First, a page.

Political rifts over Syria eclipse G20 economic agenda

U.S. President Barack Obama departs a news conference at the G20 Summit, on September 6. Obama said that most leaders of the G20 countries agree that Syrian President Bashar al-Assad is responsible for using poison gas against civilians as the U.S. leader tried to rally support at home and abroad for a military strike. Source: Reuters. Source: Reuters

U.S. President Barack Obama departs a news conference at the G20 Summit, on September 6. Obama said that most leaders of the G20 countries agree that Syrian President Bashar al-Assad is responsible for using poison gas against civilians as the U.S. leader tried to rally support at home and abroad for a military strike. Source: Reuters. Source: Reuters

The G20 Summit that took place last week in St. Petersburg showed that the leaders of the world economies are more eager to reach agreement on global economic issues than to overcome political deadlock over potential military reprisals against Syrian government.

As the international community kept a close watch on the leaders of Russia and the U.S., President Vladimir Putin in a closing press conference made one thing clear: No compromise has been reached.

Speaking about a brief 20-minute talk with U.S. President Barack Obama on the sidelines of the summit, Putin said that each of them stuck to their own opinion. “But there is a dialogue between us: We hear each other, understand each other’s arguments,” Putin said.

He reiterated his stance that an assumed chemical attack near Damascus in late August was “a provocation” of the rebels, who want to receive international backing to topple Syrian leader Bashar Assad.

Russia, a long-time Syrian ally, supports and will continue to support Assad, even if he is attacked by a U.S.-led military coalition, Putin said.

“We will help [the Syrian government] like we’re doing now by supplying arms, cooperating in economic sphere,” the Russian president told journalists.

Obama, who stands for a military invasion of Syria that would bypass U.N. Security Council authorization, said the Syrian regime was a threat to the world and to its neighbors. “Failing to respond to this breach of the international norm would send a signal to rogue nations, authoritarian regimes and terrorist organizations that they can use weapons of mass destruction and not pay a consequence,” he said.

The U.S. president described his conversation with Putin in a more hopeful rhetoric, saying that they had agreed that the crisis must be resolved through political transition as it is laid out in the Geneva plan.

However, several hours after Obama’s speech, the White House released a statement that declared support for strong punitive measures against Syria. The document was signed by 11 states: Australia, Britain, Canada, France, Italy, Japan, Saudi Arabia, South Korea, Spain, Turkey and the United States. Germany announced later on Saturday, Sept. 7, that its leader, Angela Merkel, had also signed the document.

Since the Obama-led group of anti-Assad state leaders outweighs the Putin-led opposition among the G20, it is a sign that an air-strike is highly possible. Yet Washington has to overcome the final obstacle — its own Congress — which is supposed to carry a vote on the military measures.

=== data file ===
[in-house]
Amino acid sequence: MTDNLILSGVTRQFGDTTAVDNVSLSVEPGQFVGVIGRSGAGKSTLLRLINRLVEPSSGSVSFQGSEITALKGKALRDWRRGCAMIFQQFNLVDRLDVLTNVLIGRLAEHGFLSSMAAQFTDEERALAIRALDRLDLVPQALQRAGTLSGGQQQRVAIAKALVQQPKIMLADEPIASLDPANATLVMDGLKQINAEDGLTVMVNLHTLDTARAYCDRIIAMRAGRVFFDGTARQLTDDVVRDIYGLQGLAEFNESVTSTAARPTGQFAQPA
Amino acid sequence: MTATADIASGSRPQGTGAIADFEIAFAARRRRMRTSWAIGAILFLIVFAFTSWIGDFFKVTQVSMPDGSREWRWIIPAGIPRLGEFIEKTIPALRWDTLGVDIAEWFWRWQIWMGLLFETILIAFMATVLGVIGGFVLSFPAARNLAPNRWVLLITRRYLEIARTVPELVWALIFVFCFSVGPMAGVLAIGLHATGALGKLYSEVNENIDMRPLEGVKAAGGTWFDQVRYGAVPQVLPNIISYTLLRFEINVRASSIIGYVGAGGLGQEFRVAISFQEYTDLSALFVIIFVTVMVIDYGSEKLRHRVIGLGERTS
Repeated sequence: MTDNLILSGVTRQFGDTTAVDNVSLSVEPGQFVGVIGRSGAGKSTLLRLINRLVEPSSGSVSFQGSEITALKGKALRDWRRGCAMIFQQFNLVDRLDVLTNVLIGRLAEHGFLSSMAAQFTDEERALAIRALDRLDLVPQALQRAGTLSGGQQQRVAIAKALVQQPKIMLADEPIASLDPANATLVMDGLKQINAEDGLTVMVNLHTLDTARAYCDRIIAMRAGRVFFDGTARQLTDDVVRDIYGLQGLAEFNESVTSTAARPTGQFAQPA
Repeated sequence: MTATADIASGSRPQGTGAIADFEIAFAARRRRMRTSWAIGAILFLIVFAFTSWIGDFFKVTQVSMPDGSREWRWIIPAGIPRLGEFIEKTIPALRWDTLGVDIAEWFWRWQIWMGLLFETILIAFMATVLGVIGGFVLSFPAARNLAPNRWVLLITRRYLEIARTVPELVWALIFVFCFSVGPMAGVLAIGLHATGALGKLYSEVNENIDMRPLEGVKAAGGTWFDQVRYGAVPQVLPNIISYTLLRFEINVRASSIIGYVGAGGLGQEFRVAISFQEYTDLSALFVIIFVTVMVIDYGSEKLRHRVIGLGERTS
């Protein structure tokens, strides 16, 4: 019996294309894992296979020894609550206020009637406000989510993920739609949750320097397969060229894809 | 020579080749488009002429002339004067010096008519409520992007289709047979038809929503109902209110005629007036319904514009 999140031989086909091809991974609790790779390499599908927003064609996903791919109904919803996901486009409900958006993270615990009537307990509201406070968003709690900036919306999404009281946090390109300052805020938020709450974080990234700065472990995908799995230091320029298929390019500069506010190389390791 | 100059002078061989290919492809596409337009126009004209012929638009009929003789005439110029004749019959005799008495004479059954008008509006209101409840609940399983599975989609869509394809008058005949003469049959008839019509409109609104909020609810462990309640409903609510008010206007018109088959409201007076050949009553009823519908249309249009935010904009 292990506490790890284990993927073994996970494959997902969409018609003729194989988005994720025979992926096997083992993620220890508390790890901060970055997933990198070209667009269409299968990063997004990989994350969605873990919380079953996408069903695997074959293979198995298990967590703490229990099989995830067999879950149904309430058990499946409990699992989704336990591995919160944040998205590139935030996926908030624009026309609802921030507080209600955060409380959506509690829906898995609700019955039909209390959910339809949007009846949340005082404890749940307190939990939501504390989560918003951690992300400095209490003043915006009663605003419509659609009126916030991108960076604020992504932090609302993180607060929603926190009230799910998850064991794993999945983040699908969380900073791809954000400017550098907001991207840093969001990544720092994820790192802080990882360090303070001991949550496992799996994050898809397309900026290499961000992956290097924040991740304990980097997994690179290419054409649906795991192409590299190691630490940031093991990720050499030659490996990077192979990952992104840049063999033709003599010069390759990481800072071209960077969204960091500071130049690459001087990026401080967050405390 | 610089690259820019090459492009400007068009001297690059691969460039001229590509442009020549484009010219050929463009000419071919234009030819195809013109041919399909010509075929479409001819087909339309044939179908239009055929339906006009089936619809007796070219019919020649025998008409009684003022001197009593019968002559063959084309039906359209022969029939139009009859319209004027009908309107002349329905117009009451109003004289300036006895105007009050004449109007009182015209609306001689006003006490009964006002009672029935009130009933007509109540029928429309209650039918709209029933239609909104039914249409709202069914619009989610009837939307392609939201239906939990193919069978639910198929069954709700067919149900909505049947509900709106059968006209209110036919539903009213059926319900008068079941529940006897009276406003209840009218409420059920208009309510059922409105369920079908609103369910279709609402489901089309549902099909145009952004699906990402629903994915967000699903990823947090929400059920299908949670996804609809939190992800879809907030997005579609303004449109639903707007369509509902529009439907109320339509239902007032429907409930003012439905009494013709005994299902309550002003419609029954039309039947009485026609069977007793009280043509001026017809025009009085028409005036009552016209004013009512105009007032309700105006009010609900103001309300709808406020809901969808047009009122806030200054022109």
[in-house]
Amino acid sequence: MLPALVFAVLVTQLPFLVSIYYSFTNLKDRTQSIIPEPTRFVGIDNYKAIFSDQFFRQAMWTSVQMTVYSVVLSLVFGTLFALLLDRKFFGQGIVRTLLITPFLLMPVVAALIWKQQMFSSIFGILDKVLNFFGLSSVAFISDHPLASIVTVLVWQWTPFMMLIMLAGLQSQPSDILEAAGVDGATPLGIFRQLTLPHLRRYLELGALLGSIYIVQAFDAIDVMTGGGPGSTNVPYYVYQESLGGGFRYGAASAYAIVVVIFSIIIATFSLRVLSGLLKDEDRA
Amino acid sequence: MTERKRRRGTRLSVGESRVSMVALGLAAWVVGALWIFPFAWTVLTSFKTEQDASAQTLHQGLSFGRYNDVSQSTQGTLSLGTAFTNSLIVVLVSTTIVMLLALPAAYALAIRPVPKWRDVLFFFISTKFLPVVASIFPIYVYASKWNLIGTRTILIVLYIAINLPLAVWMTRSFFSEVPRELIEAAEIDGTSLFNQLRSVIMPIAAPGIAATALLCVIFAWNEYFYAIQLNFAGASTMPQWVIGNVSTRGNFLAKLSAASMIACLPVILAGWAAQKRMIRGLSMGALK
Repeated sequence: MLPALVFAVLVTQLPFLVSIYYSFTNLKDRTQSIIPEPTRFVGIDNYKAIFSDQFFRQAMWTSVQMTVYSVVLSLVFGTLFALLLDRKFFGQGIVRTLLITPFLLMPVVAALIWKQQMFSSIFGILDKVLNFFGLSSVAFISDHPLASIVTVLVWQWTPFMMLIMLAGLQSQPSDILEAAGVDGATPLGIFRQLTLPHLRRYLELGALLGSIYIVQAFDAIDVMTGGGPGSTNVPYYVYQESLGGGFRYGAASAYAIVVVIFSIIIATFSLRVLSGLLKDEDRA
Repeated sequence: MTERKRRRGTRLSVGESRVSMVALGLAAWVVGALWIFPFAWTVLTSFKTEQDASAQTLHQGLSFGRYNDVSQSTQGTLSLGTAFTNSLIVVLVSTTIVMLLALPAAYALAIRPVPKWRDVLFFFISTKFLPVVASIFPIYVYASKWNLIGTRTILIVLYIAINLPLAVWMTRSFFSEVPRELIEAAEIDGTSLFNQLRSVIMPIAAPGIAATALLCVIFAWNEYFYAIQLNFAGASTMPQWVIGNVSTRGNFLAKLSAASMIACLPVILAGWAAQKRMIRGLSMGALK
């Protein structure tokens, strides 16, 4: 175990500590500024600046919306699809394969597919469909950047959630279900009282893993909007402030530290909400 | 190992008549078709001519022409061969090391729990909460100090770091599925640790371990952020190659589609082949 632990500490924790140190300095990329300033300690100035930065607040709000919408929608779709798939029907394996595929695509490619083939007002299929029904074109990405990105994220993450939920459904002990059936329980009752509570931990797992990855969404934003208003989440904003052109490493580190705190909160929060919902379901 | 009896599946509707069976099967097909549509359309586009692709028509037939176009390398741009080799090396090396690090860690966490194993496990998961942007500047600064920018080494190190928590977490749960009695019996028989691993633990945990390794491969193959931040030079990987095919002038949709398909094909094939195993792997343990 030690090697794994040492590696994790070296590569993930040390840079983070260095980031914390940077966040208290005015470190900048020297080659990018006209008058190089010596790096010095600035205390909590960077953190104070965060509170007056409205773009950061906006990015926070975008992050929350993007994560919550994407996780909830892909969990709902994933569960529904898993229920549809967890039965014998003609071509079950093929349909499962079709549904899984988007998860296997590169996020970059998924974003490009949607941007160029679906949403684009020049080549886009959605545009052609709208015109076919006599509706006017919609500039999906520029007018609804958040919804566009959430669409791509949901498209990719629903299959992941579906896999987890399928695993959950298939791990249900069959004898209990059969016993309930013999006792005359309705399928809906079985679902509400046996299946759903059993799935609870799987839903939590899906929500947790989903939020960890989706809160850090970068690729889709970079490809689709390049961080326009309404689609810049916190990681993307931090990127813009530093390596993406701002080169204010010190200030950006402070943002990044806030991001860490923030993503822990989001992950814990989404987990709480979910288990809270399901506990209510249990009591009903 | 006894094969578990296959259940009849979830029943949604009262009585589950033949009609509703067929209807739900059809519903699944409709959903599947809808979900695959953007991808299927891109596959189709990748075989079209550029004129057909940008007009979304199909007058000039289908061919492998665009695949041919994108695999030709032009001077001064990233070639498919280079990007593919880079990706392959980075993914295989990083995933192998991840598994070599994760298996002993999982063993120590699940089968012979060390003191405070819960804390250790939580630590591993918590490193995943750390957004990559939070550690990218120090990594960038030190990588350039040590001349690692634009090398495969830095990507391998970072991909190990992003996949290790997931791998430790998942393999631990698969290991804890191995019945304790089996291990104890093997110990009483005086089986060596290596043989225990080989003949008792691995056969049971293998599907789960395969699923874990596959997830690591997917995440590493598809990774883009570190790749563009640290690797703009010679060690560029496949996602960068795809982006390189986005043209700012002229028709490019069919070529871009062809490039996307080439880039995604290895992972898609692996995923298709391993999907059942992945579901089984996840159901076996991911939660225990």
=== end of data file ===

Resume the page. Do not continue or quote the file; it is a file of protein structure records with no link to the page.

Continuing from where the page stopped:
Obama failed to say what his actions toward Syria would be if Congress voted against a military campaign.

Amid diplomatic tensions, G20 members showed a much higher degree of cooperation on economic and business issues. This summit shifted from anti-crisis measures and emergency steps, which have dominated the G20’s agenda since 2009. Job creation, tackling corruption and tax avoidance, as well as recovery and growth, were in the spotlight in St. Petersburg.

According to Russian Finance Minister Anton Siluanov, the global current economic situation is better than it was a year ago, and thus the G20 leaders’ task was to ensure sustainable growth of the world’s economies.

Among the measures to boost economy was an international framework for tackling tax debasement (when companies avoid paying taxes in countries where they operate). It was agreed to develop a way to implement this plan over the next two years.

The leaders also discussed financial regulation and supported the idea of regulating the activities of big banks that are known as “too big to fail.” Currently, there are 28 such banks and 9 insurance companies.

The G20 leaders debated structural measures that are both unique to each country (such as infrastructure, new legislation and job creation) and the global economy (aimed at preventing protectionism and promoting free trade).

With its presidency in the G20 in 2013, Russia has put forward a tradition of labor and finance ministers’ meeting aimed at reconciling business and trade unions’ demands.

Russia is also the first G20 host country to establish a mechanism for monitoring the implementation of recommendations adopted in the final declaration, Alexander Shokhin, the head of the Russian Union of Industrialists and Entrepreneurs, said.

“There are piles of documents signed at the summit. The majority of them have so-called soft commitments [that are] not obligatory for implementation. The more there are strict commitments in the final declaration, the better,” Shokhin said.

On Friday, Sept. 6, the G20 members came up with a 114-point declaration that addresses the agreed upon issues. The next G20 Summit, which is slated for November in Brisbane, Australia, pledges to “advance existing commitments and consider further G20 actions on the global fight against corruption.”

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